Joy: Make It Last

Finding happiness means opening yourself up to it

The value of taking time to appreciate positive experiences seems obvious—yet it's a skill few people have mastered. The reason is simple: we're busy and we have a lot on our minds. Under the weight of our daily responsibilities and worries, we reflexively tune out the fleeting, spontaneous events that can happen at any time and that, if we let them, could bring us deeper joy and greater health.

For more than 20 years, Dr Fred B Bryant (PhD) from Loyola University Chicago in the US has worked to understand what he terms 'mindful savouring': the things we think and do to intensify or prolong positive feelings. "We all know people who practise this well," Bryant says. "They're the life of the party, and they're the first people you want to turn to when something good happens."

Here are 9 sure-fire strategies that Bryant says everyone can use to discover pleasure and satisfaction in everyday moments.

1. Share positive feelings

Let your children know how great it feels to spend time with them. Tell your partner about the compliment your boss gave you. Email your best friend to tell her how fondly you remember the bushwalk you took together last year, and include a silly picture. Sharing happy memories and experiences with others—or even simply anticipating doing so—is one of the most powerful and effective ways to prolong and magnify joy, Bryant's research shows. "It helps sustain emotions that would otherwise fade," he says. Affirming connections with others, he adds, is "the glue that holds people together".

2. Build Memories

Take mental photographs of memorable moments as they happen so you can later draw on them. Also, recall vivid events and pinpoint those specific elements that brought you joy. Analyse your experiences enough to enable you to work out why and how they were impactful, then get back to simply living them, says Dr Russ Harris, psychotherapist and author of The Happiness Trap: Stop Struggling, Start Living ($29.99; Exisle Publishing). "If you think back only fleetingly on special times, rather than seek to extract more meaning from them, you don’t necessarily benefit as much," he says.

3. Congratulate Yourself

Take pride in a hard-won achievement. If you've spent a year sweating it out at the gym to reach a fitness goal, celebrate your success—and share it with others. Self-congratulation doesn't come easily to everyone, especially Aussie women who can be reticent to big-note themselves. "A lot of people have trouble basking in an accomplishment because they feel that they shouldn’t toot their own horns or rest on their laurels," Bryant says. There's a fine line between joyous self-congratulation and shameless self-promotion, but don't worry—you'll know if you're crossing it.

4. Become Absorbed

Some joyful moments seem to call for conscious reflection and inspection. At other times, we savour best when we simply immerse ourselves in the present moment, without deliberate analysis or judgement. Listen to your favourite music through headphones in a dark room. Lose yourself in the latest Tim Winton novel. Set aside enough time on the weekend for your favourite hobby so you can attain a level of absorption known as 'flow'. This state of consciousness occurs when an enjoyable activity or situation engrosses you so deeply that time flies and you experience an extreme, almost euphoric satisfaction.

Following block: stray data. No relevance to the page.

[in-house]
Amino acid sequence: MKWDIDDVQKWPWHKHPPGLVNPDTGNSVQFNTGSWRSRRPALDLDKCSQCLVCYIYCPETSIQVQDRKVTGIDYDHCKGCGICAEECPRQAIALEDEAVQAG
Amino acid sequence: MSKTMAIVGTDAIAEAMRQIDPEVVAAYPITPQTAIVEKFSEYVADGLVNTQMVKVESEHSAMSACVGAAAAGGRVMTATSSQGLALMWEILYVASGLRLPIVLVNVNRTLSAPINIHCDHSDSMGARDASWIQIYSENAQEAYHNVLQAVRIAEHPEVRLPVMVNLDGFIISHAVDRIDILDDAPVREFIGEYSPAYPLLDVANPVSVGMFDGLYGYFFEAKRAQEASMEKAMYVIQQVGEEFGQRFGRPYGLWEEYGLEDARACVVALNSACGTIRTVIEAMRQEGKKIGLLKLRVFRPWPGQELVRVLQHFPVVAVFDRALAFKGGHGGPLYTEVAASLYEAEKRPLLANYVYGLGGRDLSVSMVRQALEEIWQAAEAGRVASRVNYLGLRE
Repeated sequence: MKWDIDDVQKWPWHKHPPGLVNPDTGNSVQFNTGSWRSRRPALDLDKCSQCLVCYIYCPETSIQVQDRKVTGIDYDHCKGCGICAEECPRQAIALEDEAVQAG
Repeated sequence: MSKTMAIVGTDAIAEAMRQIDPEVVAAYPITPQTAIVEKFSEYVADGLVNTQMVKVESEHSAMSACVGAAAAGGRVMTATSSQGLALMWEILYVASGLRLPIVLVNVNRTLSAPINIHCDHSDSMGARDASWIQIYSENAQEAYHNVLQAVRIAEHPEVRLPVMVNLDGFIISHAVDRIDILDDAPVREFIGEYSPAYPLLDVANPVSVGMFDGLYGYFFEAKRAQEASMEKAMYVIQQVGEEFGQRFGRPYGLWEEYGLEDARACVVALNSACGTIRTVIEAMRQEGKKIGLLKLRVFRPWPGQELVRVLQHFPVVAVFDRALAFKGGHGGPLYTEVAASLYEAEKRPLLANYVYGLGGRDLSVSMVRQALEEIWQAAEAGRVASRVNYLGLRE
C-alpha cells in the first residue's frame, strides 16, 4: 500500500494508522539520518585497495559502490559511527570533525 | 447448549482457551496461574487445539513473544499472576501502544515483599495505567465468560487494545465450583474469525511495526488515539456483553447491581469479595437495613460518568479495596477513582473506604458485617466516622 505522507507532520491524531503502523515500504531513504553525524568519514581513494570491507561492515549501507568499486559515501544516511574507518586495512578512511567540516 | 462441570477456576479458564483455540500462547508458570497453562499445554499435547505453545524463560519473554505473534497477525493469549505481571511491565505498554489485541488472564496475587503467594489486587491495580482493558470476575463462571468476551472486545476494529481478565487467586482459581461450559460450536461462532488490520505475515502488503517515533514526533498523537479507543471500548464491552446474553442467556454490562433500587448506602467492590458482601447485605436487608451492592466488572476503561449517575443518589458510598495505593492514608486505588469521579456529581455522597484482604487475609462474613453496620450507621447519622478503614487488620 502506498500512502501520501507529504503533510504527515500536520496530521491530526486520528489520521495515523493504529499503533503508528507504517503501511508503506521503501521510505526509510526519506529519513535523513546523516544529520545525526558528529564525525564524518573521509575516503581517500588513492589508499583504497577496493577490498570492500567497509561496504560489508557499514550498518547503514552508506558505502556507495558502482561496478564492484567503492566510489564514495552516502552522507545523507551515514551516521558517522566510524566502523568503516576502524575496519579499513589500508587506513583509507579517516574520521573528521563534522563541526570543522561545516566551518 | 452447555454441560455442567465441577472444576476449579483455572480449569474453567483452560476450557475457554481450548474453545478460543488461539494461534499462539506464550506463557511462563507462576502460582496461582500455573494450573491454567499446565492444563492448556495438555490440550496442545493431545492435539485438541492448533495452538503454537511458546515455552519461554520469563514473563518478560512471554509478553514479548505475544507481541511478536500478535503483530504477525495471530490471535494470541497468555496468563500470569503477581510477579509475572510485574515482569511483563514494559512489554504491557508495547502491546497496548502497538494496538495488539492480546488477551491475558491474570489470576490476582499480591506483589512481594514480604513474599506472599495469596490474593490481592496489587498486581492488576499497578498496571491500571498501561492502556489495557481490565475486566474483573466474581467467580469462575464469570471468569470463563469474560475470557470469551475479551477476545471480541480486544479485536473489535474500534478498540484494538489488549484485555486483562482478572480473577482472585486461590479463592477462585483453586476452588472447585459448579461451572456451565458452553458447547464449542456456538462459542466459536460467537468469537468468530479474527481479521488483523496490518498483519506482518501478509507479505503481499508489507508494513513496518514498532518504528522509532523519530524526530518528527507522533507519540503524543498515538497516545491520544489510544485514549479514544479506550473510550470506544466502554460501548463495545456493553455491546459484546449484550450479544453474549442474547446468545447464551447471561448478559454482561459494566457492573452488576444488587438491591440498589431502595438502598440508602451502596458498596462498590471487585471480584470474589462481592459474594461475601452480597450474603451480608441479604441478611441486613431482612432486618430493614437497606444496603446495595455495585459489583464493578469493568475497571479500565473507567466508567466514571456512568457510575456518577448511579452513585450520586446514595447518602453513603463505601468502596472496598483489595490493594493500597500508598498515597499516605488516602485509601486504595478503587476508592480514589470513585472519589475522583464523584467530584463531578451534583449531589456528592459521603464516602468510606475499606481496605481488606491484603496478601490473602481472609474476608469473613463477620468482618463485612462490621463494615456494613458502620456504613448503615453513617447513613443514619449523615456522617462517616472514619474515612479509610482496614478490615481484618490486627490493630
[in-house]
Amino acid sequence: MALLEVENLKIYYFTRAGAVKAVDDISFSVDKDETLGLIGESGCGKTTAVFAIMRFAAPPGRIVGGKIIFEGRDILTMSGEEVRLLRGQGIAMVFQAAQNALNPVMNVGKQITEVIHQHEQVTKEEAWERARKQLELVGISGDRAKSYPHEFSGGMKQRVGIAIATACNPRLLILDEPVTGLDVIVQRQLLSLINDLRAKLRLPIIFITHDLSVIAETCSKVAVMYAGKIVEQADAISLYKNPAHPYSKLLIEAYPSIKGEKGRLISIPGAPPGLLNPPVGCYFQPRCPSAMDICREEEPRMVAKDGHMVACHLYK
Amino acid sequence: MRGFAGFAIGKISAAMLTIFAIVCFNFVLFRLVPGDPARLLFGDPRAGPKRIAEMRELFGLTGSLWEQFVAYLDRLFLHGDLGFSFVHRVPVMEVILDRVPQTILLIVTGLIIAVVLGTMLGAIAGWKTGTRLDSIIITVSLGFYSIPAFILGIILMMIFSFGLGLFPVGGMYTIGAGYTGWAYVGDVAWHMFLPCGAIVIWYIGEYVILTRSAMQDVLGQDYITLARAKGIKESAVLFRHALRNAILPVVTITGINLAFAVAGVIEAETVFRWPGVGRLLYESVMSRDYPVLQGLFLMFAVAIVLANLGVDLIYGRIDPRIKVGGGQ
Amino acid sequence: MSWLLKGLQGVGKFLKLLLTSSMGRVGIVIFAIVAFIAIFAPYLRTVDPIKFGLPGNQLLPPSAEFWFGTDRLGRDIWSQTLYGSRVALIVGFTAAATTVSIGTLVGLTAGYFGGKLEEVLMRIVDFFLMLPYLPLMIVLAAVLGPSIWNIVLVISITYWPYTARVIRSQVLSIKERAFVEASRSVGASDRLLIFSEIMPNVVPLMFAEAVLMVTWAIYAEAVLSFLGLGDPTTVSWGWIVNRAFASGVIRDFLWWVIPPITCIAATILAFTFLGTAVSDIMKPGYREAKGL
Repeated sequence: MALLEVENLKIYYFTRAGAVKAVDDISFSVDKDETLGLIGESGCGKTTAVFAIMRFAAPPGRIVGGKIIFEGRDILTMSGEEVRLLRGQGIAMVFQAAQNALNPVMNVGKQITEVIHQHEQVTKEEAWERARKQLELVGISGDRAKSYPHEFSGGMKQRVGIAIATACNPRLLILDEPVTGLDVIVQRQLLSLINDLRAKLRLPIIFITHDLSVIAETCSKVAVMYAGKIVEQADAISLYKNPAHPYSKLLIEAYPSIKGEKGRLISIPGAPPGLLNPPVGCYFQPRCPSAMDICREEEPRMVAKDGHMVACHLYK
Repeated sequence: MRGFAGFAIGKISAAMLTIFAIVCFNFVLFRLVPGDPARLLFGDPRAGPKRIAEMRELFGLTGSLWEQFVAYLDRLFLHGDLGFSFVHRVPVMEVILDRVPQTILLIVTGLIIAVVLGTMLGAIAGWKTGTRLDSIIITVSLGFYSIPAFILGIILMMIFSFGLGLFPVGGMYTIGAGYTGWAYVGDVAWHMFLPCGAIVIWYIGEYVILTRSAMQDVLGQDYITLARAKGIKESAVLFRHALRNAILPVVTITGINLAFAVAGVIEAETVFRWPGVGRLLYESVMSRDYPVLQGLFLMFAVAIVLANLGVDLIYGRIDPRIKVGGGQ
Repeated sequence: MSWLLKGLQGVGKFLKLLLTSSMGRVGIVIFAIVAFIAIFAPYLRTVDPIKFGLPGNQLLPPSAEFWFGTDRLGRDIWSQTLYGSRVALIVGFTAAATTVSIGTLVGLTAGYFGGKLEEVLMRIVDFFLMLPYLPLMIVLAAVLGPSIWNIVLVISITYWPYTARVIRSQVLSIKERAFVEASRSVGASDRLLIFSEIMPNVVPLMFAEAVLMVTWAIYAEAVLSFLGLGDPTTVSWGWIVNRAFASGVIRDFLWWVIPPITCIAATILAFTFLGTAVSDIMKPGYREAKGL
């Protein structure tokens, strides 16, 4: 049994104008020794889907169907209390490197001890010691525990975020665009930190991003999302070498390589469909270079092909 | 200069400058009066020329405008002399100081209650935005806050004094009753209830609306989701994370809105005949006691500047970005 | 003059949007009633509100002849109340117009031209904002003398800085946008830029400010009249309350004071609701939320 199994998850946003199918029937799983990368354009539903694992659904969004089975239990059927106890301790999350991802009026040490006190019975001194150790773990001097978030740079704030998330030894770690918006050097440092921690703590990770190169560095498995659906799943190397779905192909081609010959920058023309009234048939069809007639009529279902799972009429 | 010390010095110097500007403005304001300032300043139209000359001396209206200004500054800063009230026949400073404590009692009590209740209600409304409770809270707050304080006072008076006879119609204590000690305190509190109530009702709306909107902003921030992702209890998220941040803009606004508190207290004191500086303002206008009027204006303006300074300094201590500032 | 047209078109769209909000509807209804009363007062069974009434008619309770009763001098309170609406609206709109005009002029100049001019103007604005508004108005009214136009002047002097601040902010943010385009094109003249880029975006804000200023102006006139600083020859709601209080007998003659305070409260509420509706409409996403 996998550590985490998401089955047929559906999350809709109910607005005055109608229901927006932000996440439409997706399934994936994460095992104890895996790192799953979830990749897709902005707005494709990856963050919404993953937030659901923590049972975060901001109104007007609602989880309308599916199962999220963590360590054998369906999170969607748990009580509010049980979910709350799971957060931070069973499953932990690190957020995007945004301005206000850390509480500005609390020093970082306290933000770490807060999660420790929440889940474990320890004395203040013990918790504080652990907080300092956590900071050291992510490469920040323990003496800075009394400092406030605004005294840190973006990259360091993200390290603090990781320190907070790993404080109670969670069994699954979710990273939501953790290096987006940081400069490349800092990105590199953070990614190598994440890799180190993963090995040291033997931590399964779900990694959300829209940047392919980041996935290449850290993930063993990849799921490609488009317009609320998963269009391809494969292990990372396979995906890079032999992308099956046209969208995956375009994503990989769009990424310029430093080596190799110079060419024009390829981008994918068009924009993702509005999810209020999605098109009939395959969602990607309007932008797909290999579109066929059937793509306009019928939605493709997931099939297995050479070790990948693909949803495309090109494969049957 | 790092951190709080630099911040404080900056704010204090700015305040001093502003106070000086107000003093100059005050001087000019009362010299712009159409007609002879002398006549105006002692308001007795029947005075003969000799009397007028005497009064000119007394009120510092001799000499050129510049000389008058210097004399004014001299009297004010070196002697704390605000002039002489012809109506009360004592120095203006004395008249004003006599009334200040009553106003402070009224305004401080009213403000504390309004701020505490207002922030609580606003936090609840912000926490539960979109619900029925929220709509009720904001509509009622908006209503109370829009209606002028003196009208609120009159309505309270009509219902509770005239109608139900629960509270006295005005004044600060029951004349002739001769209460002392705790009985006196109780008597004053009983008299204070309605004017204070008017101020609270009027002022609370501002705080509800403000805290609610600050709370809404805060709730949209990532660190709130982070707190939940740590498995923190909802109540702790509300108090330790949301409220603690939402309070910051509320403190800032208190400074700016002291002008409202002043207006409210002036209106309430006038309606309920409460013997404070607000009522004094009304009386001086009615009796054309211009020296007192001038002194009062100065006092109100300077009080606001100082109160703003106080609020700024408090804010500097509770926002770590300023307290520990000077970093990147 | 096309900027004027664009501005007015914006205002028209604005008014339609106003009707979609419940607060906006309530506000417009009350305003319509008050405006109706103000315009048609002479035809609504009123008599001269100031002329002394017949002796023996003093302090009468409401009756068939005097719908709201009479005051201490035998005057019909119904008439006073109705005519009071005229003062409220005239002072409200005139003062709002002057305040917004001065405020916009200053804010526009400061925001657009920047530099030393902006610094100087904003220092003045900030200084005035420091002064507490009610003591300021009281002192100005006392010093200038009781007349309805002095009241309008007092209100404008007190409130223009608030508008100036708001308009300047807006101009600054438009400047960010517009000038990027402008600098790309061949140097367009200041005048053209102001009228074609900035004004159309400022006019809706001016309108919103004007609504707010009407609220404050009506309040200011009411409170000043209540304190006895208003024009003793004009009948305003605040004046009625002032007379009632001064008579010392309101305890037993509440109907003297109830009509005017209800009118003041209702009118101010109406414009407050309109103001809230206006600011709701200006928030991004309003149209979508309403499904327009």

5. Compare With Darker Times

'Comparing upwards'—such as when you size up the current state of a relationship versus the way you felt during the first flush of love—can make you feel deprived. But 'comparing downwards' can heighten enjoyment. Think about how things could be worse, or how things used to be worse. Just keep it light. You don't have to relive your cancer diagnosis or revel in a neighbour's misfortune. Simply take note: is today sunnier than promised? Are you fitter than you were a year ago?

6. Seize The Moment

Some positive events come and go quickly—a surprise toast to your accomplishments at work, your daughter's 18th birthday party. It seems obvious that the more quickly a joyous experience evaporates, the more difficult it is to savour. Yet paradoxically, Bryant has found, reminding ourselves that time is fleeting, and joy transitory, prompts us to seize happy moments while they last.

7. Avoid Killjoy Thinking

The world has enough pessimists. Short-circuit negative thoughts that can only dampen enjoyment, such as self-recriminations or worries about others' perceptions. When you find yourself awash in happiness, give it space to grow; don't ruminate about why you don't deserve this good thing, what could go wrong and how things could be better. Consciously make the decision to embrace joy.

8. Fine-Tune Your Senses

Close your eyes while you roll a piece of dark chocolate over your tongue, or while you fill your lungs with salty sea air. Shutting out some sensory stimuli while concentrating on others can heighten your enjoyment of positive experiences—particularly those that are short-lived. To develop this skill, next time you eat something, do so as if you're a curious scientist who has never tasted anything like it before, says Harris. "See if you can notice something new about it, such as its changing taste and texture from bite to bite, and whereabouts on the tongue the taste is most intense."

9. Say Thank You

Cultivate an attitude of gratitude, Bryant says. Pinpoint what you're happy about—a party invitation, a patch of shade—and acknowledge its source. It's not always necessary to outwardly express gratitude, Bryant notes, but saying thank you to a friend, a stranger or the universe deepens our happiness by making us more aware of it.

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